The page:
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https://www.cnet.com/news/successful-blue-origin-rocket-test-possible-explosion-live-stream/
 

Michel Van

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the Fifth flight went well

Crew escape system works and booster came back home as nothing happened !
 

fredymac

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Skip to 1hr 6min 51Min25Sec mark for liftoff (looks like Blue Origin edited the video). Crew escape staging occurs about 45 seconds after.

Narrators mention this is the 5th and final flight for the booster rocket.

https://www.youtube.com/watch?v=bqUIX3Z4r3k
 

cluttonfred

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Very cool! Somehow I find the Blue Origin program more compelling than the SpaceX one, not sure why, maybe less hype and just getting on with it step by step?
 

Grey Havoc

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http://gizmodo.com/blue-origin-shocks-everyone-even-itself-by-landing-ro-1787443961
 

Michel Van

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the launch and landing, glorious 8 minute

www.youtube.com/watch?v=c7Q-IY9qhBs#t=490.290047588
 

sferrin

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I wasn't expecting the booster to keeping going like, "no problem", reach altitude, and then return for a landing.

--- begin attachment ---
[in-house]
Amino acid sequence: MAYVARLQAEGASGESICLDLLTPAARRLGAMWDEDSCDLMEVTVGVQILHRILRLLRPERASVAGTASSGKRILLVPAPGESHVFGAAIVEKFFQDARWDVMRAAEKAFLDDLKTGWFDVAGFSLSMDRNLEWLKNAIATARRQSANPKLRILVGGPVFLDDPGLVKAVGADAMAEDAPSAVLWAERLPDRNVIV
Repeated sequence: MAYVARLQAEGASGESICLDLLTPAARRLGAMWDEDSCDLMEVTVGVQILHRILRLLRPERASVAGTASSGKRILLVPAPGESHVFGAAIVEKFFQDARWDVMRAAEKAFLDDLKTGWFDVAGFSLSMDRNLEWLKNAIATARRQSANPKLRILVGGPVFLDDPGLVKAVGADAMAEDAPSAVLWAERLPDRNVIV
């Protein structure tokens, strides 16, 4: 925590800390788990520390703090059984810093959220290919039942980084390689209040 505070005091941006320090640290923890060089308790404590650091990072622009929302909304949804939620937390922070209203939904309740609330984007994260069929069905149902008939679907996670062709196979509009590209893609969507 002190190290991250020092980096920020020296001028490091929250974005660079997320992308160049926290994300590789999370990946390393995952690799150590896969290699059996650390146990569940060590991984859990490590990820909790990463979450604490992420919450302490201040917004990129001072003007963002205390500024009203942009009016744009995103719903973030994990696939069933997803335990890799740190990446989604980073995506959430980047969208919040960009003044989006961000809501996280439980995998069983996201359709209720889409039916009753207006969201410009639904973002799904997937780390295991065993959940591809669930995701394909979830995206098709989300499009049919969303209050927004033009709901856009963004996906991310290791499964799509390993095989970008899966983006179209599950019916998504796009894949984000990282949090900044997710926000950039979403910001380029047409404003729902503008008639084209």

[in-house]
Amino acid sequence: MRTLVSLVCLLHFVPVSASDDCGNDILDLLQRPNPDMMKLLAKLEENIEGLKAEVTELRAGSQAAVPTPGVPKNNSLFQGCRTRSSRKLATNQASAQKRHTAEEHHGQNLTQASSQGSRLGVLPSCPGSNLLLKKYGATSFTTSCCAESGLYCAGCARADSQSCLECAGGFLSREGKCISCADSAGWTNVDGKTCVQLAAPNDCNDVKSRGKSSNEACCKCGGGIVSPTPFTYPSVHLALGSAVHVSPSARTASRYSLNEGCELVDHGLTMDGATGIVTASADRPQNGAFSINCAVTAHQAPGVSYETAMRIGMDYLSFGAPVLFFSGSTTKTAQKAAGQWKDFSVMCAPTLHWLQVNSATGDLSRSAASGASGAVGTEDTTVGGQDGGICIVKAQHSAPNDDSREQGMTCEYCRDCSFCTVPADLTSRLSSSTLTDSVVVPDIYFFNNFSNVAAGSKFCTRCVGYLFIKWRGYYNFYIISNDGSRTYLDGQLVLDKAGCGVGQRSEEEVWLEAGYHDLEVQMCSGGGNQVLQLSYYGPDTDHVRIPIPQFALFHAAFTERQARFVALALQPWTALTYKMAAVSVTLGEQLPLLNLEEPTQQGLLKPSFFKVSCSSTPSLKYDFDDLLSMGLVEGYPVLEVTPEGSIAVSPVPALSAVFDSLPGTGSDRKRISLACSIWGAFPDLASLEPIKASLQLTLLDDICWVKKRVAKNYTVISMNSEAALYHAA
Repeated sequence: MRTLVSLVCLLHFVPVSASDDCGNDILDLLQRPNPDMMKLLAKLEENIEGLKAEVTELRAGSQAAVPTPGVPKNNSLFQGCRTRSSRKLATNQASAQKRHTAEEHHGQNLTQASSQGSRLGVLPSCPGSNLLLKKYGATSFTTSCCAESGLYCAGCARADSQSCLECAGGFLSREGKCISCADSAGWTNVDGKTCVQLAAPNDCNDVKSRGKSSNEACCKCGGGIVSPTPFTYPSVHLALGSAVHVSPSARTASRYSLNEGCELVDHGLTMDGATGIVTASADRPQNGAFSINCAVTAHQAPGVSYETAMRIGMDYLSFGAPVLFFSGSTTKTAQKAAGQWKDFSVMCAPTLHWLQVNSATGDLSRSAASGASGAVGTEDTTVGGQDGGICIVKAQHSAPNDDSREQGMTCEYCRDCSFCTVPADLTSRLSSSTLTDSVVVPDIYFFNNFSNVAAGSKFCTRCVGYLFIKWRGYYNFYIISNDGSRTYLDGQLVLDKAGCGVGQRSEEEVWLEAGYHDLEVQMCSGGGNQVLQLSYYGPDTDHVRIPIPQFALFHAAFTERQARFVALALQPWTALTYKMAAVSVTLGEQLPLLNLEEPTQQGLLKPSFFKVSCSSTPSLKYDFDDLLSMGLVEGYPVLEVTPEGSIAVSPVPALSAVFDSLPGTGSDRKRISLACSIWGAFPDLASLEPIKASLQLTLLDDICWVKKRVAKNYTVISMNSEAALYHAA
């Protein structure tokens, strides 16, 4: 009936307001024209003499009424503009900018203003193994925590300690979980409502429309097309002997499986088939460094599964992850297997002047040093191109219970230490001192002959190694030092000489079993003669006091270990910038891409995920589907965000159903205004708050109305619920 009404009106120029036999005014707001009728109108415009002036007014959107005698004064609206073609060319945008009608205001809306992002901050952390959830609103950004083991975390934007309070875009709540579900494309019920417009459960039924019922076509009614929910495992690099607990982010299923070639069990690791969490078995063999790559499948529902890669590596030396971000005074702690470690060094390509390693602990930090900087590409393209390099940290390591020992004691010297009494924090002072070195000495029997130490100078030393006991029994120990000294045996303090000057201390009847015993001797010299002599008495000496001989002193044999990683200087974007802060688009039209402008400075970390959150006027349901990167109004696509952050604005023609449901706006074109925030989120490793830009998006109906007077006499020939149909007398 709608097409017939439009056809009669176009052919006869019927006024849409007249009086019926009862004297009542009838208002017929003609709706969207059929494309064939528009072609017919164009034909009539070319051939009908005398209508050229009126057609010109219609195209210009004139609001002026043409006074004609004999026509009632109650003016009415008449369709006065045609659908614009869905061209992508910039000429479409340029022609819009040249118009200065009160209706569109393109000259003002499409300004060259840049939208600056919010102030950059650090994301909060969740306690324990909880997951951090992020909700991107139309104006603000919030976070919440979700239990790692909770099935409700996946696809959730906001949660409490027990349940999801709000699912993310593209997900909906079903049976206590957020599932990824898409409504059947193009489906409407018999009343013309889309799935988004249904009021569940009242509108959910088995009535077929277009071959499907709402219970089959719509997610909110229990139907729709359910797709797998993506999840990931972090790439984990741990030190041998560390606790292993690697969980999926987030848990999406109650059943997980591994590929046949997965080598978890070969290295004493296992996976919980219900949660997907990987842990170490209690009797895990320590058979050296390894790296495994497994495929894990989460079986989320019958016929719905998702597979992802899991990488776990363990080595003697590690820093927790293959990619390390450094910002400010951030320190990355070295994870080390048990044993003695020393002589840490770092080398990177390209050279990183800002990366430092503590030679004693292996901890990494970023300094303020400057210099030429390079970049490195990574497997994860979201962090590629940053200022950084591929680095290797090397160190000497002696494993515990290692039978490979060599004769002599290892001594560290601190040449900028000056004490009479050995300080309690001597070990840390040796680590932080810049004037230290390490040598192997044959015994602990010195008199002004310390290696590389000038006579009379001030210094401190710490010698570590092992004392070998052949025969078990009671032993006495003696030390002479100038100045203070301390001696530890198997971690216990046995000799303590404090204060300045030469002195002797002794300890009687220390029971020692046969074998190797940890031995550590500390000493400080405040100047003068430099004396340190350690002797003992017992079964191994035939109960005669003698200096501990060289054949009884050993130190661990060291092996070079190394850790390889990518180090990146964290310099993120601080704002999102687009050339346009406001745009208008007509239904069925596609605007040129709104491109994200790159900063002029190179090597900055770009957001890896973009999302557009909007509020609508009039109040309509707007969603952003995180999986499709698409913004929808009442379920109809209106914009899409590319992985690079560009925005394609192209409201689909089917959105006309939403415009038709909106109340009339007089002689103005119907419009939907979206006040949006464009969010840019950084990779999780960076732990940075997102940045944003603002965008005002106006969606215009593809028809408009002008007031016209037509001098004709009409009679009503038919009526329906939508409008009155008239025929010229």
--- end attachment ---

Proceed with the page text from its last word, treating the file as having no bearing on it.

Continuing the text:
TomS

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sferrin said:
I wasn't expecting the booster to keeping going like, "no problem", reach altitude, and then return for a landing.
Neither were BO. They expected to lose the booster.
 

Grey Havoc

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Michel Van said:
the launch and landing, glorious 8 minute

www.youtube.com/watch?v=c7Q-IY9qhBs#t=490.290047588
Video is a bit glitchy at the moment.
 

fredymac

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They posted a new clip that cuts out all the waiting.

https://www.youtube.com/watch?v=ESc_0MgmqOA

And slow mo of escape abort.

https://www.youtube.com/watch?v=_zWkvm7HpH8
 

yasotay

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As a 60's kid who planned on retiring to the moon colony, I am so glad to see that there are still people out there willing to move forward and get us out of the cradle.
 

Flyaway

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Blue Origin Prepares to Build Its Florida Rocket Launch Complex

Jeff Bezos' private space company is eyeing 2020 to begin flights of the orbital New Glenn rocket.

http://www.seeker.com/blue-origin-jeff-bezos-florida-launches-orbit-2252396999.html